“doing the cuts in that video requires a lot of skill, but personally I’d rather be learning practical skills like how to really fight with a sword, not cut up tatami omote.”
In what way is “actual sword fighting” more practical than very cool and impressive cutting skills?
Unless we have differing definitions of practical(a possibility to be sure) I struggle to see the superiority of actual sword fighting.
Nice article. That said I do have a few corrections t make.
“The katana, in contrast, was introduced at a time of relative peace, and was used mainly for ritualised duelling. It was criticised for being ineffective on the battlefield, and the two person sequences were referred to as “flower swordsmanship”.”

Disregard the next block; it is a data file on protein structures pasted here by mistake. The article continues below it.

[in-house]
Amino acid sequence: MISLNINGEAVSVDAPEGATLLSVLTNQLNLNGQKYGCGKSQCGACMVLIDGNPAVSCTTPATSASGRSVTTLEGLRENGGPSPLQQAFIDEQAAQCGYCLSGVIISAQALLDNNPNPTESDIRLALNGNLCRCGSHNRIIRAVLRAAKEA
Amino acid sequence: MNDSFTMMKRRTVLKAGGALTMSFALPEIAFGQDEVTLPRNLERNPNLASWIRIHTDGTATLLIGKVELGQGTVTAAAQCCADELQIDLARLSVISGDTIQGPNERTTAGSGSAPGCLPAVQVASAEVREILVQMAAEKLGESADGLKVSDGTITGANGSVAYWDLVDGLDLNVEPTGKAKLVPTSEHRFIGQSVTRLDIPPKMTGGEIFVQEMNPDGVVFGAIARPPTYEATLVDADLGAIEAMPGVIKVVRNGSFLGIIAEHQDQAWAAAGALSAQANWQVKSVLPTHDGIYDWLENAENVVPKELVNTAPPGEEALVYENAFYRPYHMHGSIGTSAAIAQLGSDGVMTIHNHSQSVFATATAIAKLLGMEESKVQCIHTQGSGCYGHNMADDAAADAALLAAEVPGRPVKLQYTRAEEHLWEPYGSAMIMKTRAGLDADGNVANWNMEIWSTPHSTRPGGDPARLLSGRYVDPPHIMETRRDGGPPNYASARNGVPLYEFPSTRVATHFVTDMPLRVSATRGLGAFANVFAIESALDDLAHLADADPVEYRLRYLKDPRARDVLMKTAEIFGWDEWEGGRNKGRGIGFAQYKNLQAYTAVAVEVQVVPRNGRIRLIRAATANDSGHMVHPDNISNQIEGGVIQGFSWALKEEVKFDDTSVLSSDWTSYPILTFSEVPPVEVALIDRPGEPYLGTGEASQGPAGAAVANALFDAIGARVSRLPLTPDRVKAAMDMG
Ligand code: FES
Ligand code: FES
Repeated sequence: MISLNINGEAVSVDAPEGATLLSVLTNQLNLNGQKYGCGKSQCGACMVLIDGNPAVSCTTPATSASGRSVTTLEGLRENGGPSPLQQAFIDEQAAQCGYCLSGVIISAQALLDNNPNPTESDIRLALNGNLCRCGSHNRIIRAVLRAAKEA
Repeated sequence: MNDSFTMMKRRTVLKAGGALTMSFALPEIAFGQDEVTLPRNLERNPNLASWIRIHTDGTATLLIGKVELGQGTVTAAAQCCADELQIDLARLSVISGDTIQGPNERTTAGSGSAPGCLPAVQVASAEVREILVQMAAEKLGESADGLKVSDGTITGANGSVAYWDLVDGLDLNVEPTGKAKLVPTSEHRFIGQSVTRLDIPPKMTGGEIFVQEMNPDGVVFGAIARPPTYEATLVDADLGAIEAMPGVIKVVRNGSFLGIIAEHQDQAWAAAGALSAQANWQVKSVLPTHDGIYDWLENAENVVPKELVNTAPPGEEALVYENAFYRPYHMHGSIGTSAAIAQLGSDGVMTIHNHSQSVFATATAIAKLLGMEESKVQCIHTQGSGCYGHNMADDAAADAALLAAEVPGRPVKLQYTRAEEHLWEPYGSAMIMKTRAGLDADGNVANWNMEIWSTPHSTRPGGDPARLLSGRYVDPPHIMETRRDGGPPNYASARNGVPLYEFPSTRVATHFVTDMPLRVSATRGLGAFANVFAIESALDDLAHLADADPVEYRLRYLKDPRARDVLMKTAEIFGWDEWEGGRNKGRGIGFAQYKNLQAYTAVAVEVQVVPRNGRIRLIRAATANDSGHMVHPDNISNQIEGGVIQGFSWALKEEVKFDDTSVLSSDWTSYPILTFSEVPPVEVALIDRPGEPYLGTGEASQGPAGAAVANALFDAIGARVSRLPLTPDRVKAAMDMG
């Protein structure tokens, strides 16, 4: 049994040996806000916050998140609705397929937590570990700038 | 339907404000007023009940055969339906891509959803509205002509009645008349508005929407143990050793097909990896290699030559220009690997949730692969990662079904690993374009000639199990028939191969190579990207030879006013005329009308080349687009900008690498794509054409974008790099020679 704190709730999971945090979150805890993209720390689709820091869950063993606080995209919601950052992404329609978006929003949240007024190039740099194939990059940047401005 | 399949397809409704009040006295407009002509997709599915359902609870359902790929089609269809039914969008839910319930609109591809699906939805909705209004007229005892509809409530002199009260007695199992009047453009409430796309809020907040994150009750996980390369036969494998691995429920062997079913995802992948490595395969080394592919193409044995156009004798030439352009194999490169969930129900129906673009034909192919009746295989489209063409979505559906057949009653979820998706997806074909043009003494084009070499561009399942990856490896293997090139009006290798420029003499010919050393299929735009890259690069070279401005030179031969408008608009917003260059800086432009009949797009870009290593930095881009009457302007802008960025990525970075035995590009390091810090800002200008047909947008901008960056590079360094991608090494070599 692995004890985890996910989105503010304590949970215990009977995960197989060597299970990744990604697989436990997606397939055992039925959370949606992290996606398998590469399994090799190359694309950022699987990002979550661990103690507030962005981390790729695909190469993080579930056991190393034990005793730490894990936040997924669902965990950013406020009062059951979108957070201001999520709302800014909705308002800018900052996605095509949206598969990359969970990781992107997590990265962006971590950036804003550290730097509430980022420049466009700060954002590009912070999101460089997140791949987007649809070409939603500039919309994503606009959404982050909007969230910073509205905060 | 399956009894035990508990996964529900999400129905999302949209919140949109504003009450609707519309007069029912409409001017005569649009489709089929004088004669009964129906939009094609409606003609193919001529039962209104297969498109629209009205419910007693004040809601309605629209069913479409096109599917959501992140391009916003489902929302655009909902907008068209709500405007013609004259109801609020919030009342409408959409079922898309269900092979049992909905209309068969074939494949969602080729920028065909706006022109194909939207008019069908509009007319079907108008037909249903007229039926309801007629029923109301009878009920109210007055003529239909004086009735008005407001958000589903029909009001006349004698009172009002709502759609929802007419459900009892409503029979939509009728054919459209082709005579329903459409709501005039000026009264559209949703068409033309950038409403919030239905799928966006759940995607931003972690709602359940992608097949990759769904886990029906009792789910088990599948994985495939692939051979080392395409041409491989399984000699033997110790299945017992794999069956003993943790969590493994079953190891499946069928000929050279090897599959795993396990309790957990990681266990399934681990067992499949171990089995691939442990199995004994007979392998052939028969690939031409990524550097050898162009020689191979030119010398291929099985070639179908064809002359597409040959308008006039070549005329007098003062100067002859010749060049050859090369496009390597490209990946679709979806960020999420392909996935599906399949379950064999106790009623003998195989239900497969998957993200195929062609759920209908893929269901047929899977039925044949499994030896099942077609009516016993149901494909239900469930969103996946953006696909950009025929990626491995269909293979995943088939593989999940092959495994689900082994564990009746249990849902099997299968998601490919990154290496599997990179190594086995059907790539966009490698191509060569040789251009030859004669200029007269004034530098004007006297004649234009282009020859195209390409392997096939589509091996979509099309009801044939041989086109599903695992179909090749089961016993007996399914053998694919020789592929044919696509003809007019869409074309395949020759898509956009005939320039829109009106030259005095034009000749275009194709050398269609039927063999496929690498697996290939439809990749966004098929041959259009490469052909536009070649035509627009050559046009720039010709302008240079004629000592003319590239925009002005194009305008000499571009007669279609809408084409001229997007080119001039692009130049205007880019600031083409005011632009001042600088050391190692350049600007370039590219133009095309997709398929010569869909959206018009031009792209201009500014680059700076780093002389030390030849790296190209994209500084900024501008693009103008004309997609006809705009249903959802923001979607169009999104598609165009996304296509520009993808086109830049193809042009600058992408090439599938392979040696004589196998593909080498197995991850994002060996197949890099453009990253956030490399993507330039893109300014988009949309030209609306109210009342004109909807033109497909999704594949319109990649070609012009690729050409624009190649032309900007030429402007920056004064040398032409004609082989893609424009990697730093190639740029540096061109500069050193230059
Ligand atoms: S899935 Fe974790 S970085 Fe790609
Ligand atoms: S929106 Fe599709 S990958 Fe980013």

The katana was introduced in the era of civil wars (Sengoku Jidai) and if you count the tachi before that as more or less a katana, then way before. The idea that after the civil war Japan became a land of peace where only highly ritualized duels took place is also flawed. Japan was still ruled by a caste of warriors that had their own peculiar ways of dealing with each other. While full out war was mostly a thing of the past, blood feuds, attacks and gang wars were still happening on a regular basis without much control. If a family member was killed, you could ask the officials for a killing permit, basically to go and hunt down the culprit yourself, who would probably defend himself. So swordsmanship was not just and flowery exercise.
“My theory is that it was the absence of shields in sword-fighting that is the reason, plus, because raw material was extremely limited, the sword remained an elite weapon, not available to most – unlike in post-1300 Europe.”